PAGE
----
Edward G. Bulwer-Lytton said, “It is difficult to say who do you the most harm: enemies with the worst intentions or friends with the best.” And so it is that Philadelphia was born out of director Jonathan Demme’s best intentions, in part an apologia for the supposed gay stereotyping of his prior film The Silence of the Lambs. The passage of time has brought the truth into focus: in the guise of piety, Philadelphia panders to a perceived straight-male majority, that peculiar subset of Americans who act like children and demand to be treated as such. In spite of Demme’s welcome visual and aural humanism (the opening credits sequence, removed from the film that follows, is an essential part of the director’s filmography), Philadelphia is more concerned with the demographic breakdowns of its potential viewership than in addressing its central issue—AIDS—with any serious complexity.
“Explain it to me like I’m a two-year-old” is the sledgehammer-obvious refrain of homophobic ambulance chaser Joe Miller (Denzel Washington), a character contrived by Demme and screenwriter Ron Nyswaner to take on the case of Andrew Beckett (Tom Hanks), a fellow lawyer ostensibly fired from his firm for having AIDS. The working title of Philadelphia—People Like Us—hints at Demme’s failure to dramatize this situation beyond the superficial: the very specific use of “us” posits a false majority rule, a presumptive and prejudiced declaration that assumes gays and AIDS-sufferers want nothing more than to be absorbed into the pigskin-throwing purview of John Q. Hetero. Hanks is, of course, the perfect conduit for such a reductio ad absurdum, a highly overrated actor whose idea of progress is to play conceptual fags, retards (Forrest Gump), and blue-collars (Cast Away) with an aw-shucks ingratiation (a career path put to profound satirical use in Catch Me If You Can—his one truly great performance) that would be more offensive were it not for the existence of Robin Williams and Kevin Spacey, who hold the patent and copyright on martyr-ready American man-children.
Hanks-as-Beckett’s holier-than-thou optimism seems particularly ridiculous in light of the actual gays and AIDS patients Demme uses as background artists; no surprise that the naked civil servant himself, Quentin Crisp, exudes more personal and political history as a silent extra than Hanks and Antonio Banderas do as the homo couple you can take home to your Christian Coalition grandma. For Demme, a filmmaker whose raison d’être is the celebration of diversity, Philadelphia is an unfortunate misstep, though one tempered by the retrospective knowledge that the director had a string of masterpieces in store (Beloved, The Truth About Charlie, and The Manchurian Candidate) that would more than restore his standing as American cinema’s poet laureate.
Philadelphia comes to us in a two-disc special edition. The first disc houses the film in an anamorphic 1.85:1 high-definition transfer that (minus some speckles over the Tri-Star horse logo) looks spectacular. The film unfortunately has less of Demme and cinematographer Tak Fujimoto's surreal flourishes, settling more for stasis as opposed to movement, but when the visual stylings hit, the images pop (check out those reds during the opera sequence!). Audio tracks include: English 5.0 Dolby Digital and French, Japanese, and Spanish Dolby Surround. Featured subtitle choices are English, Spanish, French, Chinese, Japanese, and Thai.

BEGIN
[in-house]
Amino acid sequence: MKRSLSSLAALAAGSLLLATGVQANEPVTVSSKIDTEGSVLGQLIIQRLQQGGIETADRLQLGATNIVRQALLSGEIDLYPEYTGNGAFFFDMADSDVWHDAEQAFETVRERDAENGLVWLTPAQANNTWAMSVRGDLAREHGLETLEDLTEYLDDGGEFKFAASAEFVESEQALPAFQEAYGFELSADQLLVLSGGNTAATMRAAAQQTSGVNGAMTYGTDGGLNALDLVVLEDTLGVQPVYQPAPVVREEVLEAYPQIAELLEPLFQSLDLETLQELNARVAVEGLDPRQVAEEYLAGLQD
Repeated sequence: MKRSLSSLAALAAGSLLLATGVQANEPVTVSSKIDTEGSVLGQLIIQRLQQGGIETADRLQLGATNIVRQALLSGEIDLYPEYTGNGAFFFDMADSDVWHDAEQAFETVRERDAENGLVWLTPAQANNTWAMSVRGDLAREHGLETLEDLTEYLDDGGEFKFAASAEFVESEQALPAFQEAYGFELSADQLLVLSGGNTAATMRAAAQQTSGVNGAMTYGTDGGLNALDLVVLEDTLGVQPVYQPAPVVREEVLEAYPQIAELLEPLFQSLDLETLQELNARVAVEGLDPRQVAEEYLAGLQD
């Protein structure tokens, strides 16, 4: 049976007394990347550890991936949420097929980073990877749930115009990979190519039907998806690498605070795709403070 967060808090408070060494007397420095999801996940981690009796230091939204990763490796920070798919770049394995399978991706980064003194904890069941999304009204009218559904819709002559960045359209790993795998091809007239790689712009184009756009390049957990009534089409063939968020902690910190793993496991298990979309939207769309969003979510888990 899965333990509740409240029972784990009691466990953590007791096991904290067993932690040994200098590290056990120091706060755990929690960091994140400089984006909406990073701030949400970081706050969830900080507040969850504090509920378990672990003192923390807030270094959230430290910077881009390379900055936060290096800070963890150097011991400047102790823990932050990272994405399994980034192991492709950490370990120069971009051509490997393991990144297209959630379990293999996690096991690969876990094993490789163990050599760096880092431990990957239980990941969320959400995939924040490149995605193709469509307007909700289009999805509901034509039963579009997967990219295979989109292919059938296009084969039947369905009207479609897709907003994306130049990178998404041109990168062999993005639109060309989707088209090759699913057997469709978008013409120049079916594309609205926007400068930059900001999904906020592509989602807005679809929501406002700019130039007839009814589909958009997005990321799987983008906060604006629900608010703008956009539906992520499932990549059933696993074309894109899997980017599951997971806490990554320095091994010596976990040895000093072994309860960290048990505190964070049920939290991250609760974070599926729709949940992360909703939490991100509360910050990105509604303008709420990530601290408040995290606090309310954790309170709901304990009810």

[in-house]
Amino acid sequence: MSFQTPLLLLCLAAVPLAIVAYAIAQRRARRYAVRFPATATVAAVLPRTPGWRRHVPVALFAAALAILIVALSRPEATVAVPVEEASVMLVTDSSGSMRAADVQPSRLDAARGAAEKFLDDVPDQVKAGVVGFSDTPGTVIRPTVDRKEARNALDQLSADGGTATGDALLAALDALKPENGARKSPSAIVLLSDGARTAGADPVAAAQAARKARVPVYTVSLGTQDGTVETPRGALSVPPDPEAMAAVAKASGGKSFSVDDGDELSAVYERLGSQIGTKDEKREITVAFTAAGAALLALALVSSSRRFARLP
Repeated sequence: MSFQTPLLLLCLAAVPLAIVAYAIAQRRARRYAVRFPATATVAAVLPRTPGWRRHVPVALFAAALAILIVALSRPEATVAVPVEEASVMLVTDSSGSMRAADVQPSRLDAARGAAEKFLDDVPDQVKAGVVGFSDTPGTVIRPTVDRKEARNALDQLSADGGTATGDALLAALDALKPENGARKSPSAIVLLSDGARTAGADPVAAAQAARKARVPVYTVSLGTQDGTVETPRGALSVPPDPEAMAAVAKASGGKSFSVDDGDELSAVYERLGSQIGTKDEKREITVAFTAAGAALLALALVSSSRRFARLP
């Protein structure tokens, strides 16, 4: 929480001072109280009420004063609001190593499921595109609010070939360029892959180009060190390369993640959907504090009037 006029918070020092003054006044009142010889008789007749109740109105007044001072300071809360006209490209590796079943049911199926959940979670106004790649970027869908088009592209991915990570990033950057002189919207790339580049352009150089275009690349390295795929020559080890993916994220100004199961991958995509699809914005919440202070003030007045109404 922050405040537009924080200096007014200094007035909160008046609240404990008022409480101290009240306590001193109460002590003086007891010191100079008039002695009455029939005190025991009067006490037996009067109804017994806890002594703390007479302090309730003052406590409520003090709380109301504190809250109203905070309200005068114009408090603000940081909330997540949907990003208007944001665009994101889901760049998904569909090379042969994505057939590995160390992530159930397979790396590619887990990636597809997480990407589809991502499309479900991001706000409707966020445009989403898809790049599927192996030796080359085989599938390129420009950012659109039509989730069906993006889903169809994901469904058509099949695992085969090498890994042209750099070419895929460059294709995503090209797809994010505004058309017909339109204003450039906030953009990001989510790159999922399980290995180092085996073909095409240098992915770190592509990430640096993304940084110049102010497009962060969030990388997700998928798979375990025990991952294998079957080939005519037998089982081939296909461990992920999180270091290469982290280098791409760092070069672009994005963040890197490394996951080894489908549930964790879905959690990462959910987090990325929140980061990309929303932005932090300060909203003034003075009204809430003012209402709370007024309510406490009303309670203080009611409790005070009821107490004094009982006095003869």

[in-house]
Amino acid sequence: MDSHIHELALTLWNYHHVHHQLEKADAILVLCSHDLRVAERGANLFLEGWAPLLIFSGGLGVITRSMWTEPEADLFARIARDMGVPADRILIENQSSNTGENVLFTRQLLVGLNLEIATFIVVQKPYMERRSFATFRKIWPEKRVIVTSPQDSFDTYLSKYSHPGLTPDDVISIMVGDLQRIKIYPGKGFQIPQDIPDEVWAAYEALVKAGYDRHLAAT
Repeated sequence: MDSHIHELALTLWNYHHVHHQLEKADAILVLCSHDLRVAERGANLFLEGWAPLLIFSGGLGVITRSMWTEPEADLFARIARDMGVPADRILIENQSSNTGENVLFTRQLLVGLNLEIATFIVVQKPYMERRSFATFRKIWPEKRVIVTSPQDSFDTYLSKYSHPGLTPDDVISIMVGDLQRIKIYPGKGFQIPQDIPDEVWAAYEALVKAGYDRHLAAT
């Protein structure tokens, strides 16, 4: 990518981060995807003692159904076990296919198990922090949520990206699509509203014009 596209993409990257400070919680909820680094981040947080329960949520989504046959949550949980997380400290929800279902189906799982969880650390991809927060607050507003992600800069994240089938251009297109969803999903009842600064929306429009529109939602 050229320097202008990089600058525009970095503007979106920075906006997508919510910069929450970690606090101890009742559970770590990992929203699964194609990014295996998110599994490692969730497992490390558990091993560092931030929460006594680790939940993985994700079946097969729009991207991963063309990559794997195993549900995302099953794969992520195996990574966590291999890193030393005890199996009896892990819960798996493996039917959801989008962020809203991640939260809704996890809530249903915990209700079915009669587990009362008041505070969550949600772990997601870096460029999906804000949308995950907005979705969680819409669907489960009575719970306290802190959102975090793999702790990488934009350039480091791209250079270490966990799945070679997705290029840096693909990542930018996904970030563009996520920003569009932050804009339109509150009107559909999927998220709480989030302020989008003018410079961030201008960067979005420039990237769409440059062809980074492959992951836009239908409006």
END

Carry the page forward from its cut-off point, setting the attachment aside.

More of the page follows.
Disc one includes a new filmmakers' commentary with Demme and screenwriter Ron Nyswaner. It's apparent they love Philadelphia and think it helped society more than hurt it (a point surely to be contended, ad nauseum, by supporters and detractors alike), though this life-long Demme fan wishes the director might have engaged the naysayers with a bit more intelligence and less of this track's knee-jerk defensiveness. Disc two houses the majority of the extras, which include a new behind-the-scenes documentary "People Like Us: Making Philadelphia" that is best when talking about the untimely death of gay Wooster Group actor Ron Vawter. A second documentary, 1992's "One Foot on a Banana Peel, the Other Foot in the Grave," is a project originated by Juan Botas, a now-deceased artist who, at Demme's behest, videotaped his and other AIDS victim's treatments in New York City's Dolly Madison Room clinic; it's an understatement to say that this harrowing personal memoir reveals Philadelphia as a whitewashed poseur to AIDS's byzantine realities. A selection of deleted scenes are all worthwhile footnotes, especially the much-talked about bedroom scene between Hanks and Banderas, which-unfortunately-is just as tentative and unconvincing as the rest of their onscreen relationship. Also included is the music video for Bruce Springsteen's Academy Award winning song "Streets of Philadelphia," a selection of outtakes from the film's courthouse protest sequence, Denzel Washington's spot-on parody of a law-firm television ad, a short behind-the-scenes featurette made at the time of Philadelphia's initial release, filmographies, and a selection of Columbia/Tri-Star previews, which include the film's original theatrical trailer.
The road to Philadelphia was paved with good intentions.